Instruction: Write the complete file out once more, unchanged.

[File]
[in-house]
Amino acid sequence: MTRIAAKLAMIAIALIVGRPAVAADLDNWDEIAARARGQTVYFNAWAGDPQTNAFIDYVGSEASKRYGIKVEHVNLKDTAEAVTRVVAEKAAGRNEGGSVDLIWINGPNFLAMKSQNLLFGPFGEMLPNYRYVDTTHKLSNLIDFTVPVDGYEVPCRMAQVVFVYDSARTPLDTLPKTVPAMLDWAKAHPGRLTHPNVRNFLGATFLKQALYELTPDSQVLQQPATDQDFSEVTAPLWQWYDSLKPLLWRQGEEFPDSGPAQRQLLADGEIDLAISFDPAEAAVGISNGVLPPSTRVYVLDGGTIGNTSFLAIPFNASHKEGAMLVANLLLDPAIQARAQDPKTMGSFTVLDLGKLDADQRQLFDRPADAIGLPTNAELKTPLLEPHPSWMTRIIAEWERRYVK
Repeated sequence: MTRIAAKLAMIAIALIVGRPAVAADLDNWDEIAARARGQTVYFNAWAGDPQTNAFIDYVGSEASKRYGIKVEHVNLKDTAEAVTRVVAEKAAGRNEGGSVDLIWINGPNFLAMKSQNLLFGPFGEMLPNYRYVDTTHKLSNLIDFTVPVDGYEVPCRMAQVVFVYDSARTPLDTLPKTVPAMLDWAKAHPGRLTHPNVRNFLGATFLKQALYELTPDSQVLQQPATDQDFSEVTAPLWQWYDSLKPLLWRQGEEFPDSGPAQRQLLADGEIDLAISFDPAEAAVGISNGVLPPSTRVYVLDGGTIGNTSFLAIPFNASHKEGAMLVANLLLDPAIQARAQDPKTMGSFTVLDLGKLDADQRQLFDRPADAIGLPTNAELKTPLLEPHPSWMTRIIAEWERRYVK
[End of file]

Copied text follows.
[in-house]
Amino acid sequence: MTRIAAKLAMIAIALIVGRPAVAADLDNWDEIAARARGQTVYFNAWAGDPQTNAFIDYVGSEASKRYGIKVEHVNLKDTAEAVTRVVAEKAAGRNEGGSVDLIWINGPNFLAMKSQNLLFGPFGEMLPNYRYVDTTHKLSNLIDFTVPVDGYEVPCRMAQVVFVYDSARTPLDTLPKTVPAMLDWAKAHPGRLTHPNVRNFLGATFLKQALYELTPDSQVLQQPATDQDFSEVTAPLWQWYDSLKPLLWRQGEEFPDSGPAQRQLLADGEIDLAISFDPAEAAVGISNGVLPPSTRVYVLDGGTIGNTSFLAIPFNASHKEGAMLVANLLLDPAIQARAQDPKTMGSFTVLDLGKLDADQRQLFDRPADAIGLPTNAELKTPLLEPHPSWMTRIIAEWERRYVK
Repeated sequence: MTRIAAKLAMIAIALIVGRPAVAADLDNWDEIAARARGQTVYFNAWAGDPQTNAFIDYVGSEASKRYGIKVEHVNLKDTAEAVTRVVAEKAAGRNEGGSVDLIWINGPNFLAMKSQNLLFGPFGEMLPNYRYVDTTHKLSNLIDFTVPVDGYEVPCRMAQVVFVYDSARTPLDTLPKTVPAMLDWAKAHPGRLTHPNVRNFLGATFLKQALYELTPDSQVLQQPATDQDFSEVTAPLWQWYDSLKPLLWRQGEEFPDSGPAQRQLLADGEIDLAISFDPAEAAVGISNGVLPPSTRVYVLDGGTIGNTSFLAIPFNASHKEGAMLVANLLLDPAIQARAQDPKTMGSFTVLDLGKLDADQRQLFDRPADAIGLPTNAELKTPLLEPHPSWMTRIIAEWERRYVK